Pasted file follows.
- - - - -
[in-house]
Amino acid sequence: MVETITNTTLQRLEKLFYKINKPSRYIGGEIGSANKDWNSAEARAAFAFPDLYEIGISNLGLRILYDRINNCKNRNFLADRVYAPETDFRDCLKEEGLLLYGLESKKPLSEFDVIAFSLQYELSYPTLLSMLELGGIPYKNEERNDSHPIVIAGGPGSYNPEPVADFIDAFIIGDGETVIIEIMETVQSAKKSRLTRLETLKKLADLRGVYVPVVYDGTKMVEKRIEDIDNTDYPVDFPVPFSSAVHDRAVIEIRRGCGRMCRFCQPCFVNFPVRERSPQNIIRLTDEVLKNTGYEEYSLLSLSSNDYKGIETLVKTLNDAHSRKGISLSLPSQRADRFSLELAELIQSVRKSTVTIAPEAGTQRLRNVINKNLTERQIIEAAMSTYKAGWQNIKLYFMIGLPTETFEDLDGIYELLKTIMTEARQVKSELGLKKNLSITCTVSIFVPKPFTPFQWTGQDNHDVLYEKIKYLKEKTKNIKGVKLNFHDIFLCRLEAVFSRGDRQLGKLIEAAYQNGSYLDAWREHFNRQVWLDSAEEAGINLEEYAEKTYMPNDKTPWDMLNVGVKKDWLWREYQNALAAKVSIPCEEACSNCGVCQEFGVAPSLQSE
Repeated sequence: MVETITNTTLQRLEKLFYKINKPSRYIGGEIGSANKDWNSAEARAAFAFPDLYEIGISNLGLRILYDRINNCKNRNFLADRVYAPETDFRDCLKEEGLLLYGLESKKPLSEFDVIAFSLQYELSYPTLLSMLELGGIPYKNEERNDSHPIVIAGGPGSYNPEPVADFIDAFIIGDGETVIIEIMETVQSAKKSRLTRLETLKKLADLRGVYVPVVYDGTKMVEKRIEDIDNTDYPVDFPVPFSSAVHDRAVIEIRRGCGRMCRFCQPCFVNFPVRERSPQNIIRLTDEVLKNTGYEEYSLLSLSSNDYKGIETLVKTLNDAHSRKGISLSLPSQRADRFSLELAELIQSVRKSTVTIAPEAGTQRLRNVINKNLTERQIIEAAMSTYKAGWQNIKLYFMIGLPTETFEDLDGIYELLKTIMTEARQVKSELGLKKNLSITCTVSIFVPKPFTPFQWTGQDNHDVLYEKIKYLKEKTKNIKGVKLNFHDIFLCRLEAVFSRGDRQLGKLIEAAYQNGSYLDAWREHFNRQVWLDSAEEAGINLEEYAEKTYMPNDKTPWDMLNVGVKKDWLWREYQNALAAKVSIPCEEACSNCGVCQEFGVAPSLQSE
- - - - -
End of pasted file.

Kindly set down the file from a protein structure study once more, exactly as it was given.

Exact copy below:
[in-house]
Amino acid sequence: MVETITNTTLQRLEKLFYKINKPSRYIGGEIGSANKDWNSAEARAAFAFPDLYEIGISNLGLRILYDRINNCKNRNFLADRVYAPETDFRDCLKEEGLLLYGLESKKPLSEFDVIAFSLQYELSYPTLLSMLELGGIPYKNEERNDSHPIVIAGGPGSYNPEPVADFIDAFIIGDGETVIIEIMETVQSAKKSRLTRLETLKKLADLRGVYVPVVYDGTKMVEKRIEDIDNTDYPVDFPVPFSSAVHDRAVIEIRRGCGRMCRFCQPCFVNFPVRERSPQNIIRLTDEVLKNTGYEEYSLLSLSSNDYKGIETLVKTLNDAHSRKGISLSLPSQRADRFSLELAELIQSVRKSTVTIAPEAGTQRLRNVINKNLTERQIIEAAMSTYKAGWQNIKLYFMIGLPTETFEDLDGIYELLKTIMTEARQVKSELGLKKNLSITCTVSIFVPKPFTPFQWTGQDNHDVLYEKIKYLKEKTKNIKGVKLNFHDIFLCRLEAVFSRGDRQLGKLIEAAYQNGSYLDAWREHFNRQVWLDSAEEAGINLEEYAEKTYMPNDKTPWDMLNVGVKKDWLWREYQNALAAKVSIPCEEACSNCGVCQEFGVAPSLQSE
Repeated sequence: MVETITNTTLQRLEKLFYKINKPSRYIGGEIGSANKDWNSAEARAAFAFPDLYEIGISNLGLRILYDRINNCKNRNFLADRVYAPETDFRDCLKEEGLLLYGLESKKPLSEFDVIAFSLQYELSYPTLLSMLELGGIPYKNEERNDSHPIVIAGGPGSYNPEPVADFIDAFIIGDGETVIIEIMETVQSAKKSRLTRLETLKKLADLRGVYVPVVYDGTKMVEKRIEDIDNTDYPVDFPVPFSSAVHDRAVIEIRRGCGRMCRFCQPCFVNFPVRERSPQNIIRLTDEVLKNTGYEEYSLLSLSSNDYKGIETLVKTLNDAHSRKGISLSLPSQRADRFSLELAELIQSVRKSTVTIAPEAGTQRLRNVINKNLTERQIIEAAMSTYKAGWQNIKLYFMIGLPTETFEDLDGIYELLKTIMTEARQVKSELGLKKNLSITCTVSIFVPKPFTPFQWTGQDNHDVLYEKIKYLKEKTKNIKGVKLNFHDIFLCRLEAVFSRGDRQLGKLIEAAYQNGSYLDAWREHFNRQVWLDSAEEAGINLEEYAEKTYMPNDKTPWDMLNVGVKKDWLWREYQNALAAKVSIPCEEACSNCGVCQEFGVAPSLQSE